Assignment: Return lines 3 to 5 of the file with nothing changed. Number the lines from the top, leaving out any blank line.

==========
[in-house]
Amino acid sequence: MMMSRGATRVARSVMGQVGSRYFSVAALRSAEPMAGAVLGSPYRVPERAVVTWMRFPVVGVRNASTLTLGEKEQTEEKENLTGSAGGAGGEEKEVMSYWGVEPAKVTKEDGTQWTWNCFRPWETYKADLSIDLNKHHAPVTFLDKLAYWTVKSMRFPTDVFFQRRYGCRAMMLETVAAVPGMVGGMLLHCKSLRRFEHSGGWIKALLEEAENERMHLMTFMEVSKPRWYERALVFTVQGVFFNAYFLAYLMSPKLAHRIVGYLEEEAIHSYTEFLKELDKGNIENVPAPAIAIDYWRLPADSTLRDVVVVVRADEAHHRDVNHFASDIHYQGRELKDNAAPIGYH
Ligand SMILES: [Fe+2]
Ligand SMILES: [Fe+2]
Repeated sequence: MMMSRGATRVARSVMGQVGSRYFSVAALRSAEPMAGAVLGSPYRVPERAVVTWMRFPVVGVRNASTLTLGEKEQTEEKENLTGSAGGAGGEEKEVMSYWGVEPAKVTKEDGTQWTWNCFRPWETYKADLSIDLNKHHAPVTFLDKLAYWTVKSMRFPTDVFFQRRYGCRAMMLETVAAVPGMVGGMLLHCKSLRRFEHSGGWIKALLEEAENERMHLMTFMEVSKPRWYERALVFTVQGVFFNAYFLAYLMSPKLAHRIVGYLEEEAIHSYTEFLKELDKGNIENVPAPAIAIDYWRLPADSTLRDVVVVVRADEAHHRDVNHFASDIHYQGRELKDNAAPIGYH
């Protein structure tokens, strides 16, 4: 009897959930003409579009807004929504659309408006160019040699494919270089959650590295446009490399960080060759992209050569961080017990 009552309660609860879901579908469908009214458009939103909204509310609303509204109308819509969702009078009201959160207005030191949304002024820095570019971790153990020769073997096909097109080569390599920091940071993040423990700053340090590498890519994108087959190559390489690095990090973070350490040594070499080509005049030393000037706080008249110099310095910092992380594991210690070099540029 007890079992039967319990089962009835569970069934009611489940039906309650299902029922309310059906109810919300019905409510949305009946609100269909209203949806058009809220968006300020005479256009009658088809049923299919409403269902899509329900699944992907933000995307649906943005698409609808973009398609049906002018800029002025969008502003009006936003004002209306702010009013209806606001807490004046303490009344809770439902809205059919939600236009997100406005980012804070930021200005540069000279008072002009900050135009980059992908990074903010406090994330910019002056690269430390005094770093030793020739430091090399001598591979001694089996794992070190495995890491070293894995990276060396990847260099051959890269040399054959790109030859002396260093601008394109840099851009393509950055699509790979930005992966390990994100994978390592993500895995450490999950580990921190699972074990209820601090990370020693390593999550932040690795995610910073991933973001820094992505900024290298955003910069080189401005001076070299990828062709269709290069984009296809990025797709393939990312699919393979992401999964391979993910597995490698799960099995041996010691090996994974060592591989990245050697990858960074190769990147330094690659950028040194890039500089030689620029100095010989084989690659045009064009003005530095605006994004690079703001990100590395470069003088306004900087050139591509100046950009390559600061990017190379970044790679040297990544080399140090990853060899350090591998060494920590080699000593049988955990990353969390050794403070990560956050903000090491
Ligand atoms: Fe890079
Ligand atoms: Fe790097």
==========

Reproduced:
Ligand SMILES: [Fe+2]
Ligand SMILES: [Fe+2]
Repeated sequence: MMMSRGATRVARSVMGQVGSRYFSVAALRSAEPMAGAVLGSPYRVPERAVVTWMRFPVVGVRNASTLTLGEKEQTEEKENLTGSAGGAGGEEKEVMSYWGVEPAKVTKEDGTQWTWNCFRPWETYKADLSIDLNKHHAPVTFLDKLAYWTVKSMRFPTDVFFQRRYGCRAMMLETVAAVPGMVGGMLLHCKSLRRFEHSGGWIKALLEEAENERMHLMTFMEVSKPRWYERALVFTVQGVFFNAYFLAYLMSPKLAHRIVGYLEEEAIHSYTEFLKELDKGNIENVPAPAIAIDYWRLPADSTLRDVVVVVRADEAHHRDVNHFASDIHYQGRELKDNAAPIGYH